“Oh damn,” the former Dubliner muttered. “There goes my resolve. Bloody Starbucks is closed because of negativity. No. Postponing my afternoon caffeine is a finite problem. Plenty of other coffee places in Portland.”

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Walking to the End of My World

joplin

The late Janis Joplin

And when you walk around the world, babe,
You said you’d try to look for the end of the road,
You might find out later that the road’ll end in Detroit,
Honey, the road’ll even end in Kathmandu.
You can go all around the world
Trying to find something to do with your life, baby,
When you only gotta do one thing well,
You only gotta do one thing well to make it in this world, babe.
You got a woman waiting for you there,
All you ever gotta do is be a good man one time to one woman
And that’ll be the end of the road, babe,
I know you got more tears to share, babe,
So come on, come on, come on, come on, come on,
And cry, cry baby, cry baby, cry baby.

-from Cry Baby
written by Bert Berns and Jerry Ragovoy (1963)
covered by Janis Joplin (1971)

He never thought he’d fall in love again. After all, he had died who knows how long ago subjectively? He was a spark in the process of returning to the Creator, but having become disconnected from timespace, he could go anywhere, to any point in history, to other quantum realities, so he could correct what Raven called “anomalies.”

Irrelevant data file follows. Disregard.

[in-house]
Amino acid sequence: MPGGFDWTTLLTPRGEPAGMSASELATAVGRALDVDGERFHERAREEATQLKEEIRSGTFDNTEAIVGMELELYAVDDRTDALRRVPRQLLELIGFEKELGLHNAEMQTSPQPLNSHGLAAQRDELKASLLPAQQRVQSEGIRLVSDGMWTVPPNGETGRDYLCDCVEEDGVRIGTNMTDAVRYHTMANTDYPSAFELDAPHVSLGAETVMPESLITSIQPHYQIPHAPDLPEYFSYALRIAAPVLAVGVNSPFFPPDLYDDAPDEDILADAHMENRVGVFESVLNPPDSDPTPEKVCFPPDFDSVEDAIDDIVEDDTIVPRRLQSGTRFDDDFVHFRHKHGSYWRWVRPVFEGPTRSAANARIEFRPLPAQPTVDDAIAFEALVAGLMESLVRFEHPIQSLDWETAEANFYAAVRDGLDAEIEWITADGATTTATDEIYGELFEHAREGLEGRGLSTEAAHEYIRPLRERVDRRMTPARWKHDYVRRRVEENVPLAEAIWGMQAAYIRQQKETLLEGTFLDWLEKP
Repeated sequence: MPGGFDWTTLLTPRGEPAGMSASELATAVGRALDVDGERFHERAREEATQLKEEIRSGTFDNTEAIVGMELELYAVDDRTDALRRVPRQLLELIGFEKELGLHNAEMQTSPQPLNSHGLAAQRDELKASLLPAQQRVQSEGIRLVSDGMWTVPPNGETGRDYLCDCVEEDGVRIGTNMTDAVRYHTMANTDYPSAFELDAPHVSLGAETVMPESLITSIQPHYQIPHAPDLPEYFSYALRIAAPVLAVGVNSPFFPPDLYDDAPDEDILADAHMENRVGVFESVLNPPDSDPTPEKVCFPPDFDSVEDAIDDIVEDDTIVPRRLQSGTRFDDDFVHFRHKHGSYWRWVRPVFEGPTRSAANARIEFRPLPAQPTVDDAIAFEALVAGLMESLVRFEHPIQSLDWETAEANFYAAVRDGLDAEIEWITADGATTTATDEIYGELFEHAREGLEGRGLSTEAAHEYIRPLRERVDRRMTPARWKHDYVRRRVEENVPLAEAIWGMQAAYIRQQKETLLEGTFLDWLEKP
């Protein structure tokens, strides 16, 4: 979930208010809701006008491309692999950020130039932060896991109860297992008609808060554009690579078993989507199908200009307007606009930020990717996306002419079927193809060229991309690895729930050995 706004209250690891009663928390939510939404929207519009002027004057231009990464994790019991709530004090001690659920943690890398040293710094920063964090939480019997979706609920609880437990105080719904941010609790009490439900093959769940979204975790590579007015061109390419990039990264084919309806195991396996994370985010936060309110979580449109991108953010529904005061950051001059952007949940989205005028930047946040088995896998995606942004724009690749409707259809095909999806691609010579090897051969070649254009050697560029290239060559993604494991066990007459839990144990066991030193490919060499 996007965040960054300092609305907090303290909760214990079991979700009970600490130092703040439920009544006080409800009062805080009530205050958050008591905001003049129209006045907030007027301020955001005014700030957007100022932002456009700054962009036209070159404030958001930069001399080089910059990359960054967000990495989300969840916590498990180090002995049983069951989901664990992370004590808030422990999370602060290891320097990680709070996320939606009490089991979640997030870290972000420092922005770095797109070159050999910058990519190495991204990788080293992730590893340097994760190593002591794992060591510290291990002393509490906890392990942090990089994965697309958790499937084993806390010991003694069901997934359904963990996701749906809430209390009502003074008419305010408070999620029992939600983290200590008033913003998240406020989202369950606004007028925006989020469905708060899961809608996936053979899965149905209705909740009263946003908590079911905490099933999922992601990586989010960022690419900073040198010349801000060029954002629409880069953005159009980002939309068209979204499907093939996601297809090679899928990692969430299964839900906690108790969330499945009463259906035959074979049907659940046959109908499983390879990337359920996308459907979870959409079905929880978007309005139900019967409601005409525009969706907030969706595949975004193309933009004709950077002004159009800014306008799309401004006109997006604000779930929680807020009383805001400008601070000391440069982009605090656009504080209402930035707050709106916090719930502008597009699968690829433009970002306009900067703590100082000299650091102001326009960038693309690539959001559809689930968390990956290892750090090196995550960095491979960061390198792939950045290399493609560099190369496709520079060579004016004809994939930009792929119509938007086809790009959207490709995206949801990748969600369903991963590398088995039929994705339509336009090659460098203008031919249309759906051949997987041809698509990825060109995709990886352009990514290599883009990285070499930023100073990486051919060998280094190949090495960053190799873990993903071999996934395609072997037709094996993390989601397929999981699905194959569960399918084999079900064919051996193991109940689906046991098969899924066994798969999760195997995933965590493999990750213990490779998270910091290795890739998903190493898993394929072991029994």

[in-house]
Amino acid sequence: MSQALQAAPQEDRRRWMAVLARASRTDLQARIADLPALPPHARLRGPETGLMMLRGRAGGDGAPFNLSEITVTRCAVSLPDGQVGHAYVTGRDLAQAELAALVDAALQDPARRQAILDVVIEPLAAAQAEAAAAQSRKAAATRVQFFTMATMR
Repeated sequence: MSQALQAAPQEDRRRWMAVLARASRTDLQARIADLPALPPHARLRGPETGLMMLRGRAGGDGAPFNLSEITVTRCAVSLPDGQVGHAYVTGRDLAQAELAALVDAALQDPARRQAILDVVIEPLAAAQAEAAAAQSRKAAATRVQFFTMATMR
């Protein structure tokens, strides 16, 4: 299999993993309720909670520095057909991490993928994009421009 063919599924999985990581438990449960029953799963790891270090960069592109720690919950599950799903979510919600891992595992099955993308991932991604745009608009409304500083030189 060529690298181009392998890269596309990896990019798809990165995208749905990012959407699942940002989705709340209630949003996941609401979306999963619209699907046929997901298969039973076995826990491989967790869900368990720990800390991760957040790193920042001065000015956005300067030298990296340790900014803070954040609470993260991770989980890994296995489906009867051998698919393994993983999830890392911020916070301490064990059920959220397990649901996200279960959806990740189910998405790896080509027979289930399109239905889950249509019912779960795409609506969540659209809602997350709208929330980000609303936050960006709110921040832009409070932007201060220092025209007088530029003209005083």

The multiverse was created by the all-seeing, all-knowing, all-powerful being most people call God. However, God chose to make human beings both sentient and possessing free will, while maintaining His sovereignty over all existence. In other words, only people have the ability to say “no” to God.

That’s not the contradiction is seems to be, since all timelines ultimately come from the Source and return back to the Source in the end, regardless of how they “stray.”